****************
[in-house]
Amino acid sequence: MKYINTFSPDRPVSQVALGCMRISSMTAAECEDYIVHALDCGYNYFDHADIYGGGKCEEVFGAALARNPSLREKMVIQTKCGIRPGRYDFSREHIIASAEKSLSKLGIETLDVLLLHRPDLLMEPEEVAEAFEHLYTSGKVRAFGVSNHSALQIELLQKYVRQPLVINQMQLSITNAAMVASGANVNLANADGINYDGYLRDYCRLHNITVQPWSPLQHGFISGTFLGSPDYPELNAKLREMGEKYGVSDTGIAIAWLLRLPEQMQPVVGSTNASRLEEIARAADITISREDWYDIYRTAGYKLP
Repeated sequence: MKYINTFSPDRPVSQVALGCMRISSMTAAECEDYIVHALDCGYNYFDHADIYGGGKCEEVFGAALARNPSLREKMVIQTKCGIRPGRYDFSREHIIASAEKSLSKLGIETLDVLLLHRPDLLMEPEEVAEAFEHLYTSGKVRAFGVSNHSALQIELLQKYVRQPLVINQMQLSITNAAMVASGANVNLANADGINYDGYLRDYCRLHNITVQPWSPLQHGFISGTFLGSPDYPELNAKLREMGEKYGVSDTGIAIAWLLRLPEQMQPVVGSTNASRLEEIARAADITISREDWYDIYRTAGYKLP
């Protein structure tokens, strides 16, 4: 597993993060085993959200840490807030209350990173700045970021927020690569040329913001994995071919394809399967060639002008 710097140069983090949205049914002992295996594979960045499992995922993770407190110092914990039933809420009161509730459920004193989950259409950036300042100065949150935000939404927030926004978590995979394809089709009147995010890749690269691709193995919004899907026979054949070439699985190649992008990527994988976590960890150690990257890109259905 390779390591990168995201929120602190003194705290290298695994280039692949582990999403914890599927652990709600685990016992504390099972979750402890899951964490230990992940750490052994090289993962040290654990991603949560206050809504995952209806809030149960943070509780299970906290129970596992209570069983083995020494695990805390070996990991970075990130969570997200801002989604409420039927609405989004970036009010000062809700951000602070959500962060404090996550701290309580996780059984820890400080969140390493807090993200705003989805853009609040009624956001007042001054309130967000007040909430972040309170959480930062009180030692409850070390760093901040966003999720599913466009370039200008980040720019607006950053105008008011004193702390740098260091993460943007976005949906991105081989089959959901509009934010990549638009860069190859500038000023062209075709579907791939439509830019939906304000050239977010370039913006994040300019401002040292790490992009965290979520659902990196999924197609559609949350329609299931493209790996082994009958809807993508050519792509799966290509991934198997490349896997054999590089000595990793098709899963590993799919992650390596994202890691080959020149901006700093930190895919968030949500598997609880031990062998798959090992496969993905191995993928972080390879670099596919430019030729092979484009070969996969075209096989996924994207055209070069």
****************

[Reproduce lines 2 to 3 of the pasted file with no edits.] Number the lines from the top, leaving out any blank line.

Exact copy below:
Amino acid sequence: MKYINTFSPDRPVSQVALGCMRISSMTAAECEDYIVHALDCGYNYFDHADIYGGGKCEEVFGAALARNPSLREKMVIQTKCGIRPGRYDFSREHIIASAEKSLSKLGIETLDVLLLHRPDLLMEPEEVAEAFEHLYTSGKVRAFGVSNHSALQIELLQKYVRQPLVINQMQLSITNAAMVASGANVNLANADGINYDGYLRDYCRLHNITVQPWSPLQHGFISGTFLGSPDYPELNAKLREMGEKYGVSDTGIAIAWLLRLPEQMQPVVGSTNASRLEEIARAADITISREDWYDIYRTAGYKLP
Repeated sequence: MKYINTFSPDRPVSQVALGCMRISSMTAAECEDYIVHALDCGYNYFDHADIYGGGKCEEVFGAALARNPSLREKMVIQTKCGIRPGRYDFSREHIIASAEKSLSKLGIETLDVLLLHRPDLLMEPEEVAEAFEHLYTSGKVRAFGVSNHSALQIELLQKYVRQPLVINQMQLSITNAAMVASGANVNLANADGINYDGYLRDYCRLHNITVQPWSPLQHGFISGTFLGSPDYPELNAKLREMGEKYGVSDTGIAIAWLLRLPEQMQPVVGSTNASRLEEIARAADITISREDWYDIYRTAGYKLP